Bloodline: Through Thick And Thin

Fiction


Step parents

 

            It was a sultry midsummer afternoon, and my lips were probably as dry as the Sahara. I mentally cursed the sun and glanced around to see if everyone’s actions were mirroring mine. Sure enough, it almost looked as if the others had begun to melt. Their clothes were soaking wet, their faces were streaming with sweat, oh wait; those were tears. I looked in front, casting my eyes towards the house. I could see my mother serving cookies to people she didn’t even recognize. Old people, young ones, they were all there. There were so many of them. It was disgusting. Most of them barely knew him.

Thinking of him, I walked up to the priest, and made an incredulous request. He looked at me for a bit, and then led the way. 
I was ushered into a room, where his final carriage was placed and was all set to take him to the next leg of his journey.

I lifted the lid, and stared at him. There he was, looking peaceful in the wooden coffin, all alone. I looked at him, scrutinized his face, rather.

His eyes seemed cold. My father! His eyes were always warm; twinkling with laughter, hope and joy. They definitely couldn’t be this body’s, no, they couldn’t.

I peeped in again. 
His face showed a strange kind of anger.
But, my father! Even if he got angry, there was this tenderness attached to his fury and that was always shown on his face. It couldn’t be this body’s … no chance of my father’s face belonging to this body.

I wasn’t being able to identify my father with the corpse lying before my eyes. The word ‘father’ is associated with connotations like warmth, love, safety, compassion, care, tenderness, life etc.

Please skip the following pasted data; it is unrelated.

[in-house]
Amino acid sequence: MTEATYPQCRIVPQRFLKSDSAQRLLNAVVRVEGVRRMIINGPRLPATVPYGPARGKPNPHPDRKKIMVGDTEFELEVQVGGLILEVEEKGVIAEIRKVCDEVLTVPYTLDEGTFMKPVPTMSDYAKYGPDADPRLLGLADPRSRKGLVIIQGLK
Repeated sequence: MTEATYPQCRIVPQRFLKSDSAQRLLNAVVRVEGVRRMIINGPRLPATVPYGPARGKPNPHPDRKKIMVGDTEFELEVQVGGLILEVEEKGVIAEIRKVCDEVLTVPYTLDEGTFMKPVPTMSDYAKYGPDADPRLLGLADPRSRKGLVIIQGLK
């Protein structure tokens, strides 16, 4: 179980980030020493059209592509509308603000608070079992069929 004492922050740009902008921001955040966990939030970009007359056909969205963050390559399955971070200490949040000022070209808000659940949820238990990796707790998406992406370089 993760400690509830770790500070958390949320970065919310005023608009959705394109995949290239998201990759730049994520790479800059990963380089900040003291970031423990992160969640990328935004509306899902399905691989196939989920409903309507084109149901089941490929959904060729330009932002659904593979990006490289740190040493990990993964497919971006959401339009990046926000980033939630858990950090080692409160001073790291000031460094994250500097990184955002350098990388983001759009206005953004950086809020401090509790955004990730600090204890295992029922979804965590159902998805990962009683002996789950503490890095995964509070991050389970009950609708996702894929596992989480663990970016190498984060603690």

I couldn’t feel it. I couldn’t feel any of that looking at the body tucked inside the coffin.

I remembered my sister fainting at the moment my mother broke the news. I didn’t feel anything. Should I be ashamed? Am I bad person? I remember asking myself those questions. I look at him again, and the room is colder than ever. 
Does one lose his humanly titles once he’s dead?

I look at his body, and can’t identify him to be my father. 
My father was never lifeless or cold, nor angry-looking or lethargic. 
He wasn’t someone who would be caught in bed with hookers at the time of his death.

I decided to walk out, and take some long breaths. I was beginning to feel claustrophobic. 
My tummy started to squirm, and my mother chose that moment to inform me that the funeral was about to commence.

I controlled my urge to puke, and walked towards the burial ground.

Family

There he was, again. I could see him through the wooden panels of his carriage. My father would carry me on his shoulders, run to pick me up whenever I would fall down, and hug me tight to scare all my fears away. 
My father would be the last one to scold me if I committed a mistake, and the first one to kill someone if he/she harmed me in the least way possible.

He sang to and for me, calmed me down, taught to me brave and strong. I could go on. My father was my hero. This was definitely not this body; not the man in the coffin; not the one who murdered my mother for giving birth to me – a girl; not the one who stuffed me inside a polyethene bag at the dump yard, hoping that I would die; not the one to come of jail and try to rape me after finding out my current location; not the one to enter jail for a second time, coming out along with a new family by his side. The “changed person”thing was all bullshit.
My half-sister might faint for him, but I won’t.

Because he didn’t deserve it! 
Because he wasn’t my father!

No, my father was the one standing beside me – the man who chanced upon my suffocated state and rushed me to the hospital. The man who accepted me into his life as his own, who made his wife the only mother I knew; the man, who was my hero, and will always be. I felt hot tears on my face, tears of relief that he was finally dead. It was searing ease.
My real parents held me tight; they knew how I was feeling.
And that day, a bloodline didn’t triumph – but inner satisfaction did.

Sketch By: Ashna Panesar


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